By: Leah Hollenberger
I recently listened to an interview on NPR about how doctors are wrestling with helping their patients who are in pain without contributing to the growing levels of opioid-addiction.
It was interesting because they spoke with a physician from Massachusetts who commented that he has changed how he prescribes pain medication. It’s now understood that even a short course of opioids (morphine or Dilaudid for example) for a few days can put some patients at risk for developing drug abuse. Now he tends to try NSAIDs first – ibuprofen or Toradol – and has found them to often be effective for his patients.
The interview finished with him saying “a little pain is going to be necessary,” which the radio host then rephrased as “pain is a part of healing.”
It made me think of Copley’s total joint replacement surgery program, during which it is clearly explained that day two and day three post surgery will be the toughest days. Where each patient signs a narcotic contract that clearly spells out when and how clinicians will prescribe along with when they will not. That, while clinicians will try as much as they can, there will be pain and the goal is to keep each patient’s pain managed in the 1-3 level on a scale of 1-10. So, yes, in this case, pain is part of the healing.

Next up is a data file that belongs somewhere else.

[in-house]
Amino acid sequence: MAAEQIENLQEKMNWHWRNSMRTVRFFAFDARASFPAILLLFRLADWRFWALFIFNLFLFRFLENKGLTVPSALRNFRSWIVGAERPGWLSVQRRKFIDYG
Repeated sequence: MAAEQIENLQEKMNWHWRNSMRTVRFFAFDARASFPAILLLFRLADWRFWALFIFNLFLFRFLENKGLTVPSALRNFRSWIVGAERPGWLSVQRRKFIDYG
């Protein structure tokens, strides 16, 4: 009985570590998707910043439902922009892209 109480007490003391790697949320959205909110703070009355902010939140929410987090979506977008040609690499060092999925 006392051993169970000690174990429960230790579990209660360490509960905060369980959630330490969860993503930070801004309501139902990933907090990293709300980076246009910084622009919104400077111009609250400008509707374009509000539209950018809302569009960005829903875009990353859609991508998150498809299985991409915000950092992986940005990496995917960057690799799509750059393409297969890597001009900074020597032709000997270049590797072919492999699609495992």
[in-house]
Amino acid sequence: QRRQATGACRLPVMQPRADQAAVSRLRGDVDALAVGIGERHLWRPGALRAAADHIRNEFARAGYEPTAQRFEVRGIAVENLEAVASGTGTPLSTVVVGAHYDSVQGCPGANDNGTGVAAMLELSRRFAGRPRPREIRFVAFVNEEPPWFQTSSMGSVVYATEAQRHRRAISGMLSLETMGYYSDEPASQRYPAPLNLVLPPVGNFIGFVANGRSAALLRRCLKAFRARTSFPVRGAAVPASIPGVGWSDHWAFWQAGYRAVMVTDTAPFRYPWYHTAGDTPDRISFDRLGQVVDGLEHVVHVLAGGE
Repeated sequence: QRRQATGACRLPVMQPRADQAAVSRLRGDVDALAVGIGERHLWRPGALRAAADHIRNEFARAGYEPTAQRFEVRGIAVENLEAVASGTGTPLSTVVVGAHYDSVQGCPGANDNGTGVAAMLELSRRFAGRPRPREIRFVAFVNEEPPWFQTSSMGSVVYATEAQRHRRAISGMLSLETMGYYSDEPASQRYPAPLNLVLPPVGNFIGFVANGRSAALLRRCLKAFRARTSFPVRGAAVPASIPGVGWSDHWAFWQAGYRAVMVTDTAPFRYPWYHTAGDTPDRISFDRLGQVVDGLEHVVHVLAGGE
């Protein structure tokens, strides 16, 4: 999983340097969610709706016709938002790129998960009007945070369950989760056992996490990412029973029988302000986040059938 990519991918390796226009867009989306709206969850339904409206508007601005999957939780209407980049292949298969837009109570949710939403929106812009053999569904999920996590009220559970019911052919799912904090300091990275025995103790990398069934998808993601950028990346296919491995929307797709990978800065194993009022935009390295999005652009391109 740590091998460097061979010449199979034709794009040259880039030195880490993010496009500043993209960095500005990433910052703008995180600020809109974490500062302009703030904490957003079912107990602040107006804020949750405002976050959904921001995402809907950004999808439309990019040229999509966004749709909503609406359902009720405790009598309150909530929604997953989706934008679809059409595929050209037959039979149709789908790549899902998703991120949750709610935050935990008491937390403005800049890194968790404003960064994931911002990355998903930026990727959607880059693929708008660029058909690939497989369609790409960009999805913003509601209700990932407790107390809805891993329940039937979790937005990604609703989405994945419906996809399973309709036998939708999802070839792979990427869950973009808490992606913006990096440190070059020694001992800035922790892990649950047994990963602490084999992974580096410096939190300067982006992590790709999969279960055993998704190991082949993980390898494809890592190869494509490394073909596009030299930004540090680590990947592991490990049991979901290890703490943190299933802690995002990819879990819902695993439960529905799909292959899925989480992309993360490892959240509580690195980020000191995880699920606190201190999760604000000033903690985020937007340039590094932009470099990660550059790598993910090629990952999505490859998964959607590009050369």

However, I think the radio host did a dis-service by continuing the misconception that everything can be healed, that everyone can be pain free. Certainly, that is true much of the time, but not all of the time. And the truth is, if we as a society are going to really reduce opioid-drug addiction, we are going to have to stop believing that a pill is going to be able to solve everything. We are going to have to expect some pain.
So where does that leave us? As a patient what is our responsibility in managing our pain?
Copley encourages you to:
- Ask your doctor or nurse what to expect regarding pain and pain management
- Discuss pain relief options with your doctors and nurses
- Work with your doctor and nurse to develop a pain management plan
- Ask for pain relief when pain first begins
- Help your doctor and nurse assess your pain
- Tell your doctor or nurse if your pain is not relieved, and
- Tell your doctor or nurse about any worries you have about taking pain medication
Every clinician wants you to be pain-free, but they cannot guarantee it. Accepting that, expecting a little pain, may help you experience a better outcome in the long run.